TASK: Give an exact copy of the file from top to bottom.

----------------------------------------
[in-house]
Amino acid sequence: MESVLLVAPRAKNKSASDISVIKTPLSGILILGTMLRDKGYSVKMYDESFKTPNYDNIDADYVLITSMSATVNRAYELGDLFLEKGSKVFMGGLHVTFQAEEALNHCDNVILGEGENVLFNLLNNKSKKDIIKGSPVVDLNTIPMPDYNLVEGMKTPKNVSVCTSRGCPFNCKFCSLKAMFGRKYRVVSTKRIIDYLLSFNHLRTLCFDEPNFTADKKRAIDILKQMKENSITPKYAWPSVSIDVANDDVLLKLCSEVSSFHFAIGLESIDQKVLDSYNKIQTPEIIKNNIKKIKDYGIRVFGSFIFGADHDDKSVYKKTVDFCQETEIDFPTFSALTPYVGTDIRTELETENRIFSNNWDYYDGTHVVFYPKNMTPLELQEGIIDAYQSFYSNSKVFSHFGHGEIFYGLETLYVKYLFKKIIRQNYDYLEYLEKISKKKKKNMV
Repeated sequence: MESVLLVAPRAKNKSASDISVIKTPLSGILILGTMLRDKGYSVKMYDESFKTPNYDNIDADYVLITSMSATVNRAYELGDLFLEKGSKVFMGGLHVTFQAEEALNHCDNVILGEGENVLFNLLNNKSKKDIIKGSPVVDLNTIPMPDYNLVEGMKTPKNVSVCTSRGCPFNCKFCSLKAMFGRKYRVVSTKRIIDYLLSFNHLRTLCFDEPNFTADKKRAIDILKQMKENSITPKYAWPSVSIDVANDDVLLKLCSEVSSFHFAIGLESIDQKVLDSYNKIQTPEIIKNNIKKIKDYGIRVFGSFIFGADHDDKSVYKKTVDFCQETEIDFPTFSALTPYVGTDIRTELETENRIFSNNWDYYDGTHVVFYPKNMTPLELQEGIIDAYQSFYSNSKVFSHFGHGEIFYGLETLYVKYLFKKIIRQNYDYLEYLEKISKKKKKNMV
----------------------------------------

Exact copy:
[in-house]
Amino acid sequence: MESVLLVAPRAKNKSASDISVIKTPLSGILILGTMLRDKGYSVKMYDESFKTPNYDNIDADYVLITSMSATVNRAYELGDLFLEKGSKVFMGGLHVTFQAEEALNHCDNVILGEGENVLFNLLNNKSKKDIIKGSPVVDLNTIPMPDYNLVEGMKTPKNVSVCTSRGCPFNCKFCSLKAMFGRKYRVVSTKRIIDYLLSFNHLRTLCFDEPNFTADKKRAIDILKQMKENSITPKYAWPSVSIDVANDDVLLKLCSEVSSFHFAIGLESIDQKVLDSYNKIQTPEIIKNNIKKIKDYGIRVFGSFIFGADHDDKSVYKKTVDFCQETEIDFPTFSALTPYVGTDIRTELETENRIFSNNWDYYDGTHVVFYPKNMTPLELQEGIIDAYQSFYSNSKVFSHFGHGEIFYGLETLYVKYLFKKIIRQNYDYLEYLEKISKKKKKNMV
Repeated sequence: MESVLLVAPRAKNKSASDISVIKTPLSGILILGTMLRDKGYSVKMYDESFKTPNYDNIDADYVLITSMSATVNRAYELGDLFLEKGSKVFMGGLHVTFQAEEALNHCDNVILGEGENVLFNLLNNKSKKDIIKGSPVVDLNTIPMPDYNLVEGMKTPKNVSVCTSRGCPFNCKFCSLKAMFGRKYRVVSTKRIIDYLLSFNHLRTLCFDEPNFTADKKRAIDILKQMKENSITPKYAWPSVSIDVANDDVLLKLCSEVSSFHFAIGLESIDQKVLDSYNKIQTPEIIKNNIKKIKDYGIRVFGSFIFGADHDDKSVYKKTVDFCQETEIDFPTFSALTPYVGTDIRTELETENRIFSNNWDYYDGTHVVFYPKNMTPLELQEGIIDAYQSFYSNSKVFSHFGHGEIFYGLETLYVKYLFKKIIRQNYDYLEYLEKISKKKKKNMV